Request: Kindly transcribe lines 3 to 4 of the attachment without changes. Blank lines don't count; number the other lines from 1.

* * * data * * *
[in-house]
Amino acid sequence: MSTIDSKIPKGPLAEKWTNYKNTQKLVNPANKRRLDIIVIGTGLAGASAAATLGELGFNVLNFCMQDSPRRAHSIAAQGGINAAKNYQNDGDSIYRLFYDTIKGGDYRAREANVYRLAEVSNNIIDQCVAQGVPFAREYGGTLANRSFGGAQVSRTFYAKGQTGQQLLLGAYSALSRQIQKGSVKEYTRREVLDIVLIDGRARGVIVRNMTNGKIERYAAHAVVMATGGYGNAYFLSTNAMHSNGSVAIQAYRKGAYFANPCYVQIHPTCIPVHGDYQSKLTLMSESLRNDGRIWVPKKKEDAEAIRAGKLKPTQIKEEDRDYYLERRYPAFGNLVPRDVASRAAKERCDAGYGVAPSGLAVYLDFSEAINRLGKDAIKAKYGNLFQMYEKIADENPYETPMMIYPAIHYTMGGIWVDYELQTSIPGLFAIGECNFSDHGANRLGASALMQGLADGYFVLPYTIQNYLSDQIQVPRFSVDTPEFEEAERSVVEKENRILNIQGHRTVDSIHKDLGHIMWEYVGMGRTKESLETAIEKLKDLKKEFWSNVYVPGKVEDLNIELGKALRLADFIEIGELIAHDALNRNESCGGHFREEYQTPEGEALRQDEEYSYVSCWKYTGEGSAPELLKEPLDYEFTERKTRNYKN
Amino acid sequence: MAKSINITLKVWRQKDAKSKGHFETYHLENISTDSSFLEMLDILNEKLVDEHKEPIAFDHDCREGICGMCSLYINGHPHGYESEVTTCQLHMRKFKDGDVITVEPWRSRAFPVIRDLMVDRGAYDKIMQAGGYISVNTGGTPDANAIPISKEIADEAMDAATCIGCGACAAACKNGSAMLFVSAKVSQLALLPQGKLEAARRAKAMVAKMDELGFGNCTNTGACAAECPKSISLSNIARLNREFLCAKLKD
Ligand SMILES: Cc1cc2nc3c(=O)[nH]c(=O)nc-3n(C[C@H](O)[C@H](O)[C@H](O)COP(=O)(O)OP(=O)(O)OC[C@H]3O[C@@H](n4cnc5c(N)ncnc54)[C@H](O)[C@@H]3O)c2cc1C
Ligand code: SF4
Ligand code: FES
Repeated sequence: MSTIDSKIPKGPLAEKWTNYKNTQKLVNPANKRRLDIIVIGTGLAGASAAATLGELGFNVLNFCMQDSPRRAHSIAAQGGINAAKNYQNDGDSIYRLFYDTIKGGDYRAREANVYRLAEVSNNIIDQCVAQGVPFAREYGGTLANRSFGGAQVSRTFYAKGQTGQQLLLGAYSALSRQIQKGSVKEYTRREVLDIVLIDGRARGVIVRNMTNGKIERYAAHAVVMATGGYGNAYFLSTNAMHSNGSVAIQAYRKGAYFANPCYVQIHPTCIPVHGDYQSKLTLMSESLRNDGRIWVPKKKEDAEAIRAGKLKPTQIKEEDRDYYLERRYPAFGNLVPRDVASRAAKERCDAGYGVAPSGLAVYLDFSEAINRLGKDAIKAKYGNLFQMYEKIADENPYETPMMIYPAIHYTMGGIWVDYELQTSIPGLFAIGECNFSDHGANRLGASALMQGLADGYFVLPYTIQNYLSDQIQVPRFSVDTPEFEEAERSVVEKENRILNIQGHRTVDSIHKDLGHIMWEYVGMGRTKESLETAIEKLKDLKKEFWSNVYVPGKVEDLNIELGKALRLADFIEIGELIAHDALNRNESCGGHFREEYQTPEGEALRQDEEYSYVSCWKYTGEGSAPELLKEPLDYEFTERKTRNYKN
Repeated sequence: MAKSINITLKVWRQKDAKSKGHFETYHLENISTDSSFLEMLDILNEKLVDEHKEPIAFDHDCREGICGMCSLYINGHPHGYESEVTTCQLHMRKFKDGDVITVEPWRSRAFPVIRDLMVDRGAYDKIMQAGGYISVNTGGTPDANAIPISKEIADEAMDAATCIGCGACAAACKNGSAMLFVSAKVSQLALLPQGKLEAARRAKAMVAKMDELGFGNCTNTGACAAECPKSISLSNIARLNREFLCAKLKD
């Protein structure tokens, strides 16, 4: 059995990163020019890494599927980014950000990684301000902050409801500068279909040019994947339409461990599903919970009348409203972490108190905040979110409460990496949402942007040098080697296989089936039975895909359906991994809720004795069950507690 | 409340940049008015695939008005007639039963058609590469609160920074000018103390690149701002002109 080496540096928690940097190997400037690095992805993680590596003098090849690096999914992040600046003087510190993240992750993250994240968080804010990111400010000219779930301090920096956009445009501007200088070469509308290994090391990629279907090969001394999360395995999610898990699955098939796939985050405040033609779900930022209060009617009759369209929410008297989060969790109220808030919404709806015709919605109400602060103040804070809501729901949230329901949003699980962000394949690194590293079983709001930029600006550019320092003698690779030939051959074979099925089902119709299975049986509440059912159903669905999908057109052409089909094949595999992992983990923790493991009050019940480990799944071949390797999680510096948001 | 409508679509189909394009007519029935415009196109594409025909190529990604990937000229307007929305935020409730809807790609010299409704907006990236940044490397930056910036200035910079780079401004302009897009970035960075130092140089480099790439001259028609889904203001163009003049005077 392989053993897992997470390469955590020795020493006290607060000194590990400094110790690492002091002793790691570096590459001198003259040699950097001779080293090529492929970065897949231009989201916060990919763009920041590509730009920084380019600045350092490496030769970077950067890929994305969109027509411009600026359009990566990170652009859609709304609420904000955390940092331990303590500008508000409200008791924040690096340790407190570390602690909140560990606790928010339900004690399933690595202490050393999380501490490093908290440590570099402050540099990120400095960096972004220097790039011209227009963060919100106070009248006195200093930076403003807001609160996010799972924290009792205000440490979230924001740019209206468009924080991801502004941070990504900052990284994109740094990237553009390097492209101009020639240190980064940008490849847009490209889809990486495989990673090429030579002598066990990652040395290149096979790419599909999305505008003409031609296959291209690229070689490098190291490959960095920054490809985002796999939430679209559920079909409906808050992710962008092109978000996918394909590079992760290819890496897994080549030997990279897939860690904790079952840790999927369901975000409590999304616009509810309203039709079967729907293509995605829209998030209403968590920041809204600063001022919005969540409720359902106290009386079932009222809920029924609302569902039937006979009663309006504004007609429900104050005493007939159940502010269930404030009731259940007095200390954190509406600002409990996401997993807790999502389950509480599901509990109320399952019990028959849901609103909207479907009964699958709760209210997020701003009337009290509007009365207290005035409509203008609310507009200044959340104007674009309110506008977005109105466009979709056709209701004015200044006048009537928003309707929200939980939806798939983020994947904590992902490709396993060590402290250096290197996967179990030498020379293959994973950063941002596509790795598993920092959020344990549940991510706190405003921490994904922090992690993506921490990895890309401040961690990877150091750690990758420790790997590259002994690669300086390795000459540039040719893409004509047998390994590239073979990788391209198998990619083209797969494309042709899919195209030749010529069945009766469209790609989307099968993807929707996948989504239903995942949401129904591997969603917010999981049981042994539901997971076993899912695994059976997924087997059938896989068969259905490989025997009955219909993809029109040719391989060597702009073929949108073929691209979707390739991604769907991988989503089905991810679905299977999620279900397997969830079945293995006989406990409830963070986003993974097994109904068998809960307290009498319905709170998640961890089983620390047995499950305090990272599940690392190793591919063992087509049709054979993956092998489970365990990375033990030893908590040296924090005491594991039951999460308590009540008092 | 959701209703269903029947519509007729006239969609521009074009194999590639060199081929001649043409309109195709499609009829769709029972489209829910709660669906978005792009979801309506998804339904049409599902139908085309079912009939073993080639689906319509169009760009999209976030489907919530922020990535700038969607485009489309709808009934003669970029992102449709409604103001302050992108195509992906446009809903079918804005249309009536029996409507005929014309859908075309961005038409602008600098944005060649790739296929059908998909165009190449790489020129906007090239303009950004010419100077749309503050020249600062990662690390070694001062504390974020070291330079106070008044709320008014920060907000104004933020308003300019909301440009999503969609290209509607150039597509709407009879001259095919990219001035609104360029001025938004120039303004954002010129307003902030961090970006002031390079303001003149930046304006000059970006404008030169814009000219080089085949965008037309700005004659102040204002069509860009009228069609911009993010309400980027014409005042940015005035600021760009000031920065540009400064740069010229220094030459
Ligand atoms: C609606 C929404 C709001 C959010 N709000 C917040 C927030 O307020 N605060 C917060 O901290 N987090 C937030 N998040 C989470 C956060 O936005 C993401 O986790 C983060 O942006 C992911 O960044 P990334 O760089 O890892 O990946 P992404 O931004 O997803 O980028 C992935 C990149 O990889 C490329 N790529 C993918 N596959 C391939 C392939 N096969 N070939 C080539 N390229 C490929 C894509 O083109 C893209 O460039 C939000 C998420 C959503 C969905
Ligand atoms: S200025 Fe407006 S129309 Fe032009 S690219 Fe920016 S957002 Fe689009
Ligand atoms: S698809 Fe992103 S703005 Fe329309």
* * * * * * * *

Amino acid sequence: MAKSINITLKVWRQKDAKSKGHFETYHLENISTDSSFLEMLDILNEKLVDEHKEPIAFDHDCREGICGMCSLYINGHPHGYESEVTTCQLHMRKFKDGDVITVEPWRSRAFPVIRDLMVDRGAYDKIMQAGGYISVNTGGTPDANAIPISKEIADEAMDAATCIGCGACAAACKNGSAMLFVSAKVSQLALLPQGKLEAARRAKAMVAKMDELGFGNCTNTGACAAECPKSISLSNIARLNREFLCAKLKD
Ligand SMILES: Cc1cc2nc3c(=O)[nH]c(=O)nc-3n(C[C@H](O)[C@H](O)[C@H](O)COP(=O)(O)OP(=O)(O)OC[C@H]3O[C@@H](n4cnc5c(N)ncnc54)[C@H](O)[C@@H]3O)c2cc1C